Today, January 18th, we celebrate and honor the legacy of civil, labor, and voting rights’ champion Martin Luther King Jr. Dr. King’s non-violent movement transformed our society in a profound way, and his heritage still resonates today.
Last year was beset with many unsettling events that shook our consciences and underlined the need to commit to progressive, anti-racist policies. The brutal killings of Breonna Taylor, George Floyd, and too many other Black americans at the hands of law enforcement agents, the devastating and racially unequal effects of the coronavirus pandemic in black, indigenous and people of color (BIPOC) communities, the disturbing attempts to suppress black and latinx voters’ rights in the general election, and most recently the white supremacist mob that stormed the U.S. Capitol on January 6th, added to the systematically imposed burdens people of color face daily. It is clear that democracy, equality and secured civil rights can not be taken for granted and must be firmly protected with the utmost determination.
As scholars at Columbia University, we play a central role in the development of policies, research projects and studies that will have a huge impact in education, healthcare, and social justice. MLK’s fight for civil rights was inherently connected to his fight for social justice and labor rights. His teachings can guide us as academic unionized workers to blend the fight against racism and discrimination with the fight for workers’ rights and economic justice.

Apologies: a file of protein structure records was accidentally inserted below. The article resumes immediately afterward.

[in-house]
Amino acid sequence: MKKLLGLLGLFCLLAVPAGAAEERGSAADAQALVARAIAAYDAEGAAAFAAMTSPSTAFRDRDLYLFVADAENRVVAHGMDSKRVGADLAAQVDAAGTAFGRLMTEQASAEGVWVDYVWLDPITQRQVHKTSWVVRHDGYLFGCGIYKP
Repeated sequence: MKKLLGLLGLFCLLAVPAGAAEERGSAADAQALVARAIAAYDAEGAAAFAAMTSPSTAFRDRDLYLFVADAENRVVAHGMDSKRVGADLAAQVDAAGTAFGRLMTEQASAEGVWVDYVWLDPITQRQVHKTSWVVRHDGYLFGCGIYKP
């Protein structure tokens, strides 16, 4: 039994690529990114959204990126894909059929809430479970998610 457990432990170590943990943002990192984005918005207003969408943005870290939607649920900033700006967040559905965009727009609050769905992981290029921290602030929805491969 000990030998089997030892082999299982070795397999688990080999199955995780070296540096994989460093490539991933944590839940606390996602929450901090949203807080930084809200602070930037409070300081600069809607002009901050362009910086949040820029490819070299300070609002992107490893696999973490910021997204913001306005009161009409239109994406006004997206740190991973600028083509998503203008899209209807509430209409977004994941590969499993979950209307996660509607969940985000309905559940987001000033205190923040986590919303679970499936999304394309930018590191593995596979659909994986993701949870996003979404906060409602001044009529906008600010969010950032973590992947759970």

This year, more than ever, we would like to encourage postdocs and ARSs to observe this federal holiday that has been deemed a national day of service and find ways to educate ourselves, engage in acts of service to the community and pledge to fight against racial injustice and support BIPOC communities. We won the right to paid holidays in our contract. If you have to work today, you also have the right to receive an alternate day off (Article 11).
We also encourage direct engagement with grassroots organizations including ones led by and serving the BIPOC community. These connections should be ongoing and a cornerstone of our pledge to fight against racial injustice. Together we can support our diverse neighbors in Upper Manhattan and beyond.
Finally, if you are interested in joining a working group aimed at starting a conversation on how we, postdocs and ARSs, can work through our union to make academia a more diverse, equitable and supportive environment for BIPOC researchers, please sign up here.
CPW-UAW Local 4100 Executive Board